${\ displaystyle s = v_ {0} t - {\ frac {g} {2}} t ^ {2}}$
• The maximum throwing height ${\ displaystyle h _ {\ mathrm {max}}}$

is calculated by setting the speed , then first the ${\ displaystyle v = 0}$

• Rise time ${\ displaystyle t _ {\ mathrm {s}} = {\ frac {v_ {0}} {g}}}$

calculated and finally determined using the equation below. ${\ displaystyle s = h}$

It results:

${\ displaystyle h _ {\ mathrm {max}} = {\ frac {{v_ {0}} ^ {2}} {2 \, g}}}$
• The duration of the throw is calculated by setting in the equation below and then solving the quadratic equation for . However, it is easier to determine the throwing time by doubling the latter, since the fall time is the same as the rise time .${\ displaystyle t _ {\ mathrm {w}}}$${\ displaystyle s = h = 0}$${\ displaystyle t}$${\ displaystyle t _ {\ mathrm {f}}}$${\ displaystyle t _ {\ mathrm {s}}}$

The vertical throw downward corresponds to a superposition of straight downward movement and free fall downward. The following formulas result:

${\ displaystyle v = v_ {0} + gt}$
${\ displaystyle h = h_ {0} -v_ {0} t - {\ frac {g} {2}} t ^ {2}}$

### Horizontal throw

Another special case for which the equations can be simplified is the horizontal throw.

${\ displaystyle {\ vec {r}} (t) = {\ begin {pmatrix} v_ {0} t \\ - {\ frac {g} {2}} t ^ {2} \ end {pmatrix}}}$
${\ displaystyle {\ vec {v}} (t) = {\ begin {pmatrix} v_ {0} \\ - gt \ end {pmatrix}}}$

### Enveloping trajectory parabola

Envelope of trajectory parabolas with common initial velocity

If the starting angle is changed at a given starting speed (and starting height ) , the different trajectory parabolas reach different points in the (vertical) trajectory plane. The range of these trajectory parabolas is limited by the enveloping trajectory parabola. ${\ displaystyle v_ {0}}$${\ displaystyle h_ {0} = 0}$${\ displaystyle \ beta}$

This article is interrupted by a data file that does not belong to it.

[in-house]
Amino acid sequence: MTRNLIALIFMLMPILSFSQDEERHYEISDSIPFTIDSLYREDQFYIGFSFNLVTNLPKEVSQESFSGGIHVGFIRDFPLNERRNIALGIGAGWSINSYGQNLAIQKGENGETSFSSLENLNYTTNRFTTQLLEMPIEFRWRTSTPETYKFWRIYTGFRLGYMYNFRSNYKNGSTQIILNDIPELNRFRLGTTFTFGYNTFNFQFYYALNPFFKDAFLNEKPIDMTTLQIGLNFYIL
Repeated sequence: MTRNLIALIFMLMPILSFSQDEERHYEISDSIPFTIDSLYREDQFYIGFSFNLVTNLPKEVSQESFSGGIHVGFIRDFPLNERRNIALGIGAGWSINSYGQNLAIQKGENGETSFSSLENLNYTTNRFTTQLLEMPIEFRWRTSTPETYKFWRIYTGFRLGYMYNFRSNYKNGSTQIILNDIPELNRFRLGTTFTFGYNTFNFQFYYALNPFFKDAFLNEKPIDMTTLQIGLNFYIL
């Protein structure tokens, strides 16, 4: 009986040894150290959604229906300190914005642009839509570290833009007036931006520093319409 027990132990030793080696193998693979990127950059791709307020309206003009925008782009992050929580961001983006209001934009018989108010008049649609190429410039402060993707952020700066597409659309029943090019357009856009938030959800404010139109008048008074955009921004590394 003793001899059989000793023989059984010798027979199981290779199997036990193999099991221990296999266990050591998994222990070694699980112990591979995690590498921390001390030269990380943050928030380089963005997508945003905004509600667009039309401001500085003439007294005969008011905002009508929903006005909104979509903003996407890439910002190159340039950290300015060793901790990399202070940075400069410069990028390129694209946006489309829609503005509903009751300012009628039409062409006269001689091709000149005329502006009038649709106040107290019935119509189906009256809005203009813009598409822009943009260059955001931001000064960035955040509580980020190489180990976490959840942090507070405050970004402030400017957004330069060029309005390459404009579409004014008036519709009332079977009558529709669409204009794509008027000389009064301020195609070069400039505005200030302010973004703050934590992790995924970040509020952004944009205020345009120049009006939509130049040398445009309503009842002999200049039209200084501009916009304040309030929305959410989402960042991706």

The equation of the envelope of the trajectory parabolas is: ${\ displaystyle y (x) = x \ tan \ beta - {\ frac {g \, x ^ {2}} {2 \, {v_ {0}} ^ {2} \ cos ^ {2} \ beta} } + h_ {0}}$

${\ displaystyle y _ {\ mathrm {H}} (x) = {\ frac {{v_ {0}} ^ {2}} {2 \, g}} - {\ frac {g \, x ^ {2} } {2 \, {v_ {0}} ^ {2}}} + h_ {0}}$

It therefore corresponds to a horizontal throw ( ) from the maximum achievable throw height of the vertical throw with its initial speed . ${\ displaystyle \ beta = 0}$${\ displaystyle v_ {0}}$

### Throwing distance when throwing on a slope

You can also determine the angle for the maximum range for throws on inclined planes.

## Trajectory parabola with air resistance

Trajectories with air resistance at different launch angles

The air resistance brakes proportionally . At low speeds and compact missiles, the parabolic shape is retained quite well, as can be seen from the trajectory of an idealized golf ball without lift effects from spin and dimples. At an initial speed of 65 m / s, it flies about 200 meters on an almost symmetrical path. How strong the air resistance acts on a shuttlecock , however, shows the adjacent sketch for 65 m / s. At the end of its trajectory, the ball falls almost vertically to the ground - after just 10 to 15 meters. The maximum flight distance is also not reached at 45 °, but at a take-off angle of 20 °. At lower initial speeds, it increases and approaches the 45 ° parabola. ${\ displaystyle v ^ {2}}$

In missiles with a short burn time (short-range missiles, anti- aircraft missiles), the shape of the trajectory is similar to that of an oblique throw of a sleek body. The range is then determined by the initial speed and crown height, which in turn depends on the angle of fire.

## Parabolic flight

Weightlessness during a parabolic flight

The parabolic flight is a flight maneuver, usually carried out at high altitude, in which an aircraft describes a trajectory parabola lasting about half a minute. It is used to train astronauts in weightlessness and for experiments with reduced gravity, so-called microgravity .

3. The parabola is axially symmetrical to the -axis.${\ displaystyle y}$